Rice exporters in India are expecting the slide in export of non-basmati to continue in the current year as they face trimming of margins after the latest hike in MSP by 3.7 percent for paddy announced by the federal government. Competitor countries including Thailand, Vietnam and Myanmar are likely to gain from India’s current situation.
“Export of rice is sure to fall drastically as the government has not extended interest subvention on export of the commodity to compensate the rising cost of procurement,” BV Krishna Rao, president of the Rice Exporters Association, told ET. “The industry expected a booster for agricultural exports in the form of interest subvention in the union budget,”he said.
To supplement farm income, the National Democratic Alliance (NDA) increased paddy procurement price by 13 per cent in 2018 and the latest hike is for the current kharif season. “It will make rice exports from India dearer and squeeze margins to unmanageable levels for exporters,” Rao said.
Non-basmati rice export fell 15 per cent in the last financial year as procurement price spiked. The export stood at 4.8 million tonnes in 2018-19 compared to 6.3 million tonnes in 2017-18.
Rice processing and export industry is suspecting a steep fall in non-basmati exports in the current financial year. “Less rains will check yields and most of the output will go for government procurement. Private buying may remain subdued due to high procurement price,” a Chhattisgarh-based rice exporter said.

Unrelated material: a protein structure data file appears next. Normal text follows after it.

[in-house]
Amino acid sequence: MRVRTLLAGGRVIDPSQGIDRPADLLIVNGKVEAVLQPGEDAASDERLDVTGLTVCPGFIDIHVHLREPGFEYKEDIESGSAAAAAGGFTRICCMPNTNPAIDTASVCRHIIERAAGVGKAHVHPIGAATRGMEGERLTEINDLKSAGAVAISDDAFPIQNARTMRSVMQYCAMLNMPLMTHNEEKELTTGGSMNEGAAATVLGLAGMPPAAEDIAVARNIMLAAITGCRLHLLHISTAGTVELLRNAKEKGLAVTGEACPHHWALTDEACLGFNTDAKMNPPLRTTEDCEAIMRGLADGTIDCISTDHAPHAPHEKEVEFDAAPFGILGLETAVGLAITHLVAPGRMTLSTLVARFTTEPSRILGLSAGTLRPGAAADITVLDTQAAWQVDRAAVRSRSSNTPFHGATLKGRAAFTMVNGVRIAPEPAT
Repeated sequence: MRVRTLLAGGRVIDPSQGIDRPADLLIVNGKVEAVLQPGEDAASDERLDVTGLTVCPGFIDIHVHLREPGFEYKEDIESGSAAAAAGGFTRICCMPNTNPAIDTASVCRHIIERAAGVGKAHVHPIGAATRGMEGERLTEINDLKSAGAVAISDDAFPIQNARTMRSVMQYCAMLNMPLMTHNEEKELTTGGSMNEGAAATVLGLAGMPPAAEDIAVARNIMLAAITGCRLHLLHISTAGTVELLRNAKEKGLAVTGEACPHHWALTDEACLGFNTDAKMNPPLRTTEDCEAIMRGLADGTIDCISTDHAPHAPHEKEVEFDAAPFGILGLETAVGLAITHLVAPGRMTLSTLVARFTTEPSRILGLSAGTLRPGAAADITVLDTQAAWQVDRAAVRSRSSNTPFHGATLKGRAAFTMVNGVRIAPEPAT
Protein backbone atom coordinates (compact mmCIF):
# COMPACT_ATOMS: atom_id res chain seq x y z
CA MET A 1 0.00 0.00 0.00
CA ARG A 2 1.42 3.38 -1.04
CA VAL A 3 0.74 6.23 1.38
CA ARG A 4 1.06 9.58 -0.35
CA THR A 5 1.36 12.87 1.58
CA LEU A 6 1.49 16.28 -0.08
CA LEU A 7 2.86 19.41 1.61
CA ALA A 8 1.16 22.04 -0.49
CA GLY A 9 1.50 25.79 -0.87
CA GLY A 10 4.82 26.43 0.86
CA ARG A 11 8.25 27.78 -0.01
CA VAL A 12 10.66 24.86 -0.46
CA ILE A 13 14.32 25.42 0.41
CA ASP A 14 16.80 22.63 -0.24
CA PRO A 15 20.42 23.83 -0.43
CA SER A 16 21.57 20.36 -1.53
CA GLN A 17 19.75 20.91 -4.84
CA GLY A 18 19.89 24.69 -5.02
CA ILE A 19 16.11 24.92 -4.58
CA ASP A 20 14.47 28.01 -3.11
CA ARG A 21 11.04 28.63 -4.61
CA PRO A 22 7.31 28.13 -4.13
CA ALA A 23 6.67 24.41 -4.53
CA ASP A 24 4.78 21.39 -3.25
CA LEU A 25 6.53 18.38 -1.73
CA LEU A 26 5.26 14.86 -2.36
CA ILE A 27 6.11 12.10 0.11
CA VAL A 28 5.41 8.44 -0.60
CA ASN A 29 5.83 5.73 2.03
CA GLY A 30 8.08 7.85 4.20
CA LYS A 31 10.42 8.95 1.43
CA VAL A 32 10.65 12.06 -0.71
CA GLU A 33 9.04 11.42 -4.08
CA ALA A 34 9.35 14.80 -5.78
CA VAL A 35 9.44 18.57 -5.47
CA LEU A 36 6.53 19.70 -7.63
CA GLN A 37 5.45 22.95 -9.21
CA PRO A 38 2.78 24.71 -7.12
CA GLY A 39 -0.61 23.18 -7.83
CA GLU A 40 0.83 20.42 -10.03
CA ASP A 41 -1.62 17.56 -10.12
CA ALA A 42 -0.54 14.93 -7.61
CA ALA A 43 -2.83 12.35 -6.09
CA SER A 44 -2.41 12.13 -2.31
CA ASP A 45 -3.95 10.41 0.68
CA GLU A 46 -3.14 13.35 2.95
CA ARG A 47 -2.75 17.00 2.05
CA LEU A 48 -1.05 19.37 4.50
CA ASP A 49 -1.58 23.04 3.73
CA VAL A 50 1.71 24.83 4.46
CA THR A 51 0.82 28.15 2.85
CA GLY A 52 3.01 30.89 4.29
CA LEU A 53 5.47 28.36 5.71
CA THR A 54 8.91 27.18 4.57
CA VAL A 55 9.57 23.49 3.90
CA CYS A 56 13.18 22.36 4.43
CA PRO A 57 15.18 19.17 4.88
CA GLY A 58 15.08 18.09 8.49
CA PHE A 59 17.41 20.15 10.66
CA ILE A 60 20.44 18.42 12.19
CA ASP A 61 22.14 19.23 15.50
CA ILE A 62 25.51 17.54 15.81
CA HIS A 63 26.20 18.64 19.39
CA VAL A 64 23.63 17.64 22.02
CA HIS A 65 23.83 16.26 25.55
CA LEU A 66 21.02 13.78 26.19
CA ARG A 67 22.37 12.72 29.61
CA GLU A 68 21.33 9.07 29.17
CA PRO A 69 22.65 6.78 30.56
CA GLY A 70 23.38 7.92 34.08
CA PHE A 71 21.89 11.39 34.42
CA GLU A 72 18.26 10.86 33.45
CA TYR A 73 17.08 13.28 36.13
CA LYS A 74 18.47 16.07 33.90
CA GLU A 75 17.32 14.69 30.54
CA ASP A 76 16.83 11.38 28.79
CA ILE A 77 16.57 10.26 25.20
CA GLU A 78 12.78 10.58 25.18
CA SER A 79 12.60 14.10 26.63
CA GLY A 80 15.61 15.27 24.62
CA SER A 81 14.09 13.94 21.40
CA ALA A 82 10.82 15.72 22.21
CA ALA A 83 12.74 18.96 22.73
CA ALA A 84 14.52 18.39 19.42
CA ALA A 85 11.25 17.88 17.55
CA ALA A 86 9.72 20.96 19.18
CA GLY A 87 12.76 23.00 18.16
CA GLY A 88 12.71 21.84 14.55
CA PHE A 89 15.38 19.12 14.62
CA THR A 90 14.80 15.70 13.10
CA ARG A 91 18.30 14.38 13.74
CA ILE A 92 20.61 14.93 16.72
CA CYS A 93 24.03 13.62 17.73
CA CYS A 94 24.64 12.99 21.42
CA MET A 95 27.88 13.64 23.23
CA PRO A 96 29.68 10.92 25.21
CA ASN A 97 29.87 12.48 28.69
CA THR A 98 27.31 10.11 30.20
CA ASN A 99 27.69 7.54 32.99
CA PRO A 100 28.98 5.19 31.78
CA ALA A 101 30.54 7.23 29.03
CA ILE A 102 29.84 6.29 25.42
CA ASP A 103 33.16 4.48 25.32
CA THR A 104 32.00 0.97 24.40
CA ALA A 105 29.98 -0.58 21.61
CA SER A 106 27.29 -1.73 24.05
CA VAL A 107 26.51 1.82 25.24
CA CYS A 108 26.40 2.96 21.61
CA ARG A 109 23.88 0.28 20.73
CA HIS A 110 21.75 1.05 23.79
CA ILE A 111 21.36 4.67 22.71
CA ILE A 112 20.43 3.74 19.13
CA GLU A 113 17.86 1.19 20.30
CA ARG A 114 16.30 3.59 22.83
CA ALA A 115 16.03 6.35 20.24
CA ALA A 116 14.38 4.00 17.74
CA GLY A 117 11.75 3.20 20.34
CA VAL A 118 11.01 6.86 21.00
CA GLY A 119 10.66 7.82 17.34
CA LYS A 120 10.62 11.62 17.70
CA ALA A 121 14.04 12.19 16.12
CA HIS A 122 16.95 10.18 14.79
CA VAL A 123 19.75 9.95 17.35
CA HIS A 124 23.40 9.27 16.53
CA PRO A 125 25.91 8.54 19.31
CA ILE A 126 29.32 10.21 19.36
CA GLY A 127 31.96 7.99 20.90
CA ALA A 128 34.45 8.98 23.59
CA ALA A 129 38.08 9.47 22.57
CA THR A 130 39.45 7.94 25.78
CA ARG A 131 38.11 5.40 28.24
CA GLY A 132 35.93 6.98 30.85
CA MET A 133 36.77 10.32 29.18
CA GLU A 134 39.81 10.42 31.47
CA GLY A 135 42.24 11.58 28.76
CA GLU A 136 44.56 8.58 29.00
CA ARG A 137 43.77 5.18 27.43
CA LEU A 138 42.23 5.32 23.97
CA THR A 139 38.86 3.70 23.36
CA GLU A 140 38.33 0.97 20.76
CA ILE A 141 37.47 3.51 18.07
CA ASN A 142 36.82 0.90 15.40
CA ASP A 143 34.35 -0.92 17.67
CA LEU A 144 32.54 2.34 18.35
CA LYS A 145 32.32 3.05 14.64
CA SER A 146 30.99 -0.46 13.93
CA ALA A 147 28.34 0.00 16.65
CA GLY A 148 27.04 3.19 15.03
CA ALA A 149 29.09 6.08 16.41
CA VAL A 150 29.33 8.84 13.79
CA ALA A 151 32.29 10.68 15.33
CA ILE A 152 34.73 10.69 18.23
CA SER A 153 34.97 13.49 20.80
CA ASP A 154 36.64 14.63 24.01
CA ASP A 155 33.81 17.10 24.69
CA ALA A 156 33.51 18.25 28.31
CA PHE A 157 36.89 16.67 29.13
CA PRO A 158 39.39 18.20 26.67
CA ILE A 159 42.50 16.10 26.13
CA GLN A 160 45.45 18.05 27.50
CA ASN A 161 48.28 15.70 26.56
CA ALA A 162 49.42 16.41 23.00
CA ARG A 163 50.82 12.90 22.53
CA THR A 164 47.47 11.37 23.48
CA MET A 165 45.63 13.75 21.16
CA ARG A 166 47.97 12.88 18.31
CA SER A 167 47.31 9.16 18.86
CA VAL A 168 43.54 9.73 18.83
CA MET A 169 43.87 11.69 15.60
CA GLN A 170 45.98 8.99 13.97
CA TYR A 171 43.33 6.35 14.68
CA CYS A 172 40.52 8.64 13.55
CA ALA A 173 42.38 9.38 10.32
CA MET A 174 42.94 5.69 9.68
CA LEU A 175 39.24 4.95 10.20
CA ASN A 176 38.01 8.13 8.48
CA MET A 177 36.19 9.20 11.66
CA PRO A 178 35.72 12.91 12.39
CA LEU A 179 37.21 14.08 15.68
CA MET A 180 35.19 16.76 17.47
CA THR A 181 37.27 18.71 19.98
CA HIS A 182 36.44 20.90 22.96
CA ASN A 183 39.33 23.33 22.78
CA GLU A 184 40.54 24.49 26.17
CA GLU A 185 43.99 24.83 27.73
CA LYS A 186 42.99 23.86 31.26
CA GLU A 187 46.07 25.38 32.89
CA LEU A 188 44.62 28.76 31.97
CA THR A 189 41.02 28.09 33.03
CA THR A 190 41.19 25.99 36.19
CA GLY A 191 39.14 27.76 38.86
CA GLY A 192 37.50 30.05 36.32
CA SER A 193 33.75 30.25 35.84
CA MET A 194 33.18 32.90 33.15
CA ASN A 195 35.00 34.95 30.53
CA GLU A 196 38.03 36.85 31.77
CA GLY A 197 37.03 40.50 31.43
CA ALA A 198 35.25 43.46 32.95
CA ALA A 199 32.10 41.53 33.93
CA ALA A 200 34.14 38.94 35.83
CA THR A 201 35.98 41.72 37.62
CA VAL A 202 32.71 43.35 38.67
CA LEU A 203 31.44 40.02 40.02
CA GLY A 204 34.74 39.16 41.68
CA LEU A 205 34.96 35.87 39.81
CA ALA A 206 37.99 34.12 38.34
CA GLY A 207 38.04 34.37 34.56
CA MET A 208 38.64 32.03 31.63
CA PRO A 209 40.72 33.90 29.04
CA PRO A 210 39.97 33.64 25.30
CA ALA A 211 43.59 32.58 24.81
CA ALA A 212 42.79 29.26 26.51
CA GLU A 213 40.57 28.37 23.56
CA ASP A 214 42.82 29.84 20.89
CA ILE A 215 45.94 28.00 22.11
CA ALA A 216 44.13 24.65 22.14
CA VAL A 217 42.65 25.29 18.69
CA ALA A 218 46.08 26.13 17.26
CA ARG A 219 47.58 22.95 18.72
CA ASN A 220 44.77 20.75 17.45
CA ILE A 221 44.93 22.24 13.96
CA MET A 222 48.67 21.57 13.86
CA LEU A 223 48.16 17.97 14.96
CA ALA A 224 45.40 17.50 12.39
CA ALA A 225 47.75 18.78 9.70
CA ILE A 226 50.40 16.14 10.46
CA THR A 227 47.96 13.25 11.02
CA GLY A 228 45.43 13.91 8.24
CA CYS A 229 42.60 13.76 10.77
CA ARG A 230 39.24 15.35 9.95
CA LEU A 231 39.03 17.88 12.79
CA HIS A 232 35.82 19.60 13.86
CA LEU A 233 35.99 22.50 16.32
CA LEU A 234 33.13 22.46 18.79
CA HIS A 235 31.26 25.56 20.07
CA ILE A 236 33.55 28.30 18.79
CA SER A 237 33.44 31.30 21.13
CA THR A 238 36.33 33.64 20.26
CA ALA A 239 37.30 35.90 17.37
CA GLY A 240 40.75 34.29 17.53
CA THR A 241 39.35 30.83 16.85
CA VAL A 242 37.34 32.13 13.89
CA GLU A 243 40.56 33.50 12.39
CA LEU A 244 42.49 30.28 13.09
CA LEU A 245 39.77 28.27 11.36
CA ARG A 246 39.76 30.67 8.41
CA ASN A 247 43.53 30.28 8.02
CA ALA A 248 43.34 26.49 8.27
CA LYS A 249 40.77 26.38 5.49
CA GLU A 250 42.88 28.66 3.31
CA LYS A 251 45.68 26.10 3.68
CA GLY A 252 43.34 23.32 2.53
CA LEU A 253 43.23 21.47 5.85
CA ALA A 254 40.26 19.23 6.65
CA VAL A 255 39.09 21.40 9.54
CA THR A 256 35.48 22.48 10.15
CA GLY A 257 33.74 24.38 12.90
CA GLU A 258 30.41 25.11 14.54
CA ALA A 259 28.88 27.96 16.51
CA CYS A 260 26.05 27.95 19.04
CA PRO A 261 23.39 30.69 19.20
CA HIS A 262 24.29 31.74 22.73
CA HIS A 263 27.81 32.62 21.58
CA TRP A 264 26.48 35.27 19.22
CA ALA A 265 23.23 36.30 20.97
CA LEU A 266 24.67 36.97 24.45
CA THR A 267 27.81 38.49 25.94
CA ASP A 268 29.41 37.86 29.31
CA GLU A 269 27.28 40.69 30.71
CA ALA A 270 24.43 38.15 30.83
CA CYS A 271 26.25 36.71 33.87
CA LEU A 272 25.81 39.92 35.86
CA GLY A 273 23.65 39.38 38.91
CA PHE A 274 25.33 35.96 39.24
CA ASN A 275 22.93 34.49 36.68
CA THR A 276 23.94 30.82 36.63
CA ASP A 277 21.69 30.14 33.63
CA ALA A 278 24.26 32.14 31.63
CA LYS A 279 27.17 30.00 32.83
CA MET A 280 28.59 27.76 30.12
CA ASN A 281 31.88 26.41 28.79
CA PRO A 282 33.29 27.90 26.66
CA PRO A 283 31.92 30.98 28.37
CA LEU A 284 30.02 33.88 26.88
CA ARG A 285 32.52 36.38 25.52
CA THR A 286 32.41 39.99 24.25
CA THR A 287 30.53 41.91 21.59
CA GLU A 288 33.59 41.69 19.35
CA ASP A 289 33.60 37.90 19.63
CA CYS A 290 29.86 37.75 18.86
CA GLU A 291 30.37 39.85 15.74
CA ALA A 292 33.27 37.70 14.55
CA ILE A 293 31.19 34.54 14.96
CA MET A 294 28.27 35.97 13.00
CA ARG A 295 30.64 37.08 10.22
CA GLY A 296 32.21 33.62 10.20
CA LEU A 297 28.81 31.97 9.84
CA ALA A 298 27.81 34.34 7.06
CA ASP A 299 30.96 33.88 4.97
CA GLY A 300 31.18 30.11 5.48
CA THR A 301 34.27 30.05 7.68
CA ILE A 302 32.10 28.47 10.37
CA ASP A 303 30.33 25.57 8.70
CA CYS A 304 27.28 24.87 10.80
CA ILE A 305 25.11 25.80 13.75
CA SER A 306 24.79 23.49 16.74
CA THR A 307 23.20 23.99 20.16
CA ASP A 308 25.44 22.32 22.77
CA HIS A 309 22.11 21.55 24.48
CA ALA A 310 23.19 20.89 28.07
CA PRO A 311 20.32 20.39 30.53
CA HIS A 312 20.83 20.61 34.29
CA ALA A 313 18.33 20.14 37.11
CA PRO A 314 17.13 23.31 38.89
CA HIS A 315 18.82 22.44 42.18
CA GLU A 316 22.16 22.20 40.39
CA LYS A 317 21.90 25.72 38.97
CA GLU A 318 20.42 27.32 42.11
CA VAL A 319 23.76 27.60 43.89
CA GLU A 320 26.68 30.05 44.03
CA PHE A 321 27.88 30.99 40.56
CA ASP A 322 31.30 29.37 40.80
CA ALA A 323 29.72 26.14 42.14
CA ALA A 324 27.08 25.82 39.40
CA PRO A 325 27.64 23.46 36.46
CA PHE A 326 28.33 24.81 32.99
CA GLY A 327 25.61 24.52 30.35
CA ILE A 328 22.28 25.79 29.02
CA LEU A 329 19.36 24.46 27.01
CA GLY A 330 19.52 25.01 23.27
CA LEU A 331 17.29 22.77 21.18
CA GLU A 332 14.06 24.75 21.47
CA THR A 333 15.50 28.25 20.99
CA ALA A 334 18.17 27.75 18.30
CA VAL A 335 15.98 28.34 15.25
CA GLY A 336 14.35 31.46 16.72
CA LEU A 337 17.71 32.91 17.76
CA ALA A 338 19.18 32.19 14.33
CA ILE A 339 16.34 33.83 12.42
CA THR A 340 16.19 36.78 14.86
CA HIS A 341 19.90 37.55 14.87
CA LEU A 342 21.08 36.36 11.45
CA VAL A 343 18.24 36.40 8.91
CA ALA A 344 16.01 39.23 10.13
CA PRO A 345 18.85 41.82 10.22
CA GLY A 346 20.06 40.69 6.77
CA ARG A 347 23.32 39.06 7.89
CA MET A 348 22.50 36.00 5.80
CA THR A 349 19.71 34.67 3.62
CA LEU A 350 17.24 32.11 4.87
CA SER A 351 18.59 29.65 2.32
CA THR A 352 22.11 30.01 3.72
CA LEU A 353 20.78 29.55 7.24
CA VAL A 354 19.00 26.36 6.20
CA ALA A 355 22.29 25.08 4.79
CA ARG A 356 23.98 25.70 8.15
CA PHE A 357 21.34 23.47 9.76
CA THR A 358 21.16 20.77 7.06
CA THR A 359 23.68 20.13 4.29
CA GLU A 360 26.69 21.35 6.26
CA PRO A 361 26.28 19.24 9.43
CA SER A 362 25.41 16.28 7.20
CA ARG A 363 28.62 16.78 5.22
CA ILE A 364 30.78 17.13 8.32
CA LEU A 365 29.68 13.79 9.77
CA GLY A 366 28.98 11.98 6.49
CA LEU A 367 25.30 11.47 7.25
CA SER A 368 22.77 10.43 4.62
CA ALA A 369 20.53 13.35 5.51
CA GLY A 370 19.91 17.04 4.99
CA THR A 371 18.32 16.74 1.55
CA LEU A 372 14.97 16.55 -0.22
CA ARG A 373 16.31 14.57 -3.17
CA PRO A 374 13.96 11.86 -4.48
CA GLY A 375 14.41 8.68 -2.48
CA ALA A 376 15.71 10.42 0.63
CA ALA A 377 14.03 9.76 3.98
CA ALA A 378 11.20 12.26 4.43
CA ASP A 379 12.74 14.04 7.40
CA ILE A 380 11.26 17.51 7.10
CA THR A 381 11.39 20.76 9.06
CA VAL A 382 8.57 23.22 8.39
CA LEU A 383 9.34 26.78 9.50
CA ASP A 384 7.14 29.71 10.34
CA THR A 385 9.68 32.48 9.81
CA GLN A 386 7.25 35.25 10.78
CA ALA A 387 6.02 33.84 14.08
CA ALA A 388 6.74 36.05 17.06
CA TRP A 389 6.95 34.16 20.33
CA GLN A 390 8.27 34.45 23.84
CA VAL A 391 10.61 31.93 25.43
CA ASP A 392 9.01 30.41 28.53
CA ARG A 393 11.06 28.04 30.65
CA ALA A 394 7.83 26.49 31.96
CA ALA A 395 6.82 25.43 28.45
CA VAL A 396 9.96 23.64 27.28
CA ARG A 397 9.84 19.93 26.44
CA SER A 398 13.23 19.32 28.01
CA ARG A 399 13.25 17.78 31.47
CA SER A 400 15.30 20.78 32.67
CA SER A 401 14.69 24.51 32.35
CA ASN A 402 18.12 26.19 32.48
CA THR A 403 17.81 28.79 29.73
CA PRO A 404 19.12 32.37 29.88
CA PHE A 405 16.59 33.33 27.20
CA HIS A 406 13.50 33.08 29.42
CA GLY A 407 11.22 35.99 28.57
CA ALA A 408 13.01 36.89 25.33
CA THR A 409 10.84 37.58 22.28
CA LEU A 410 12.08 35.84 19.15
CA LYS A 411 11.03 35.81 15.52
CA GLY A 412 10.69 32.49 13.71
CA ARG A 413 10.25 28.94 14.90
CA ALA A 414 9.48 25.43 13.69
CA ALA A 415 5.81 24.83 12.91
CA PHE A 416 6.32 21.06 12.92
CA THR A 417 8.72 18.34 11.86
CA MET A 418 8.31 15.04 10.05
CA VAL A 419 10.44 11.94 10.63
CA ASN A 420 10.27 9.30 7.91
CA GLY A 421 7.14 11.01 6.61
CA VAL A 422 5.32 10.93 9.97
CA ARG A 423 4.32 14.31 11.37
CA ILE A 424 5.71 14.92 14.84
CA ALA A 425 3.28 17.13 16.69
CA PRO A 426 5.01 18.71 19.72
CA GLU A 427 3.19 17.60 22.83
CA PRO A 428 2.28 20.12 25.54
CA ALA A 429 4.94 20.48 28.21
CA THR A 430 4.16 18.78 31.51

Rice exporters were given 5 per cent interest subvention under the Merchandise Exports from India Scheme (MEIS) as relief from higher domestic prices of the commodity earlier.
Despite an upswing in volumes and value of premium rice last year, exporters of basmati rice are also anxious. Exporters maintain that in the last season the loss of margins were compensated despite the increase in MSP due to the depreciation of the rupee against the US dollar. But the situation has turned unfavorable after the US hurdles in import of crude oil from Iran that is set to affect the rice trade.
Last season, Iran imported almost one-third of India’s total output.
“In the last year, rice industry had paid premium to farmers above the market price of paddy to discourage the use of pesticides and chemicals. The industry has also heavily invested in educating farmers on propagating best farming practices with little financial aid from Agricultural & Processed Food Products Export Development Authority (APEDA) or other financial institutions,” said Ashok Sethi, Punjab Rice Millers and Exporters Association. He lamented that the rice processing industry was up against serious hurdles in global market due to tough minimum residue levels of pesticides and chemicals.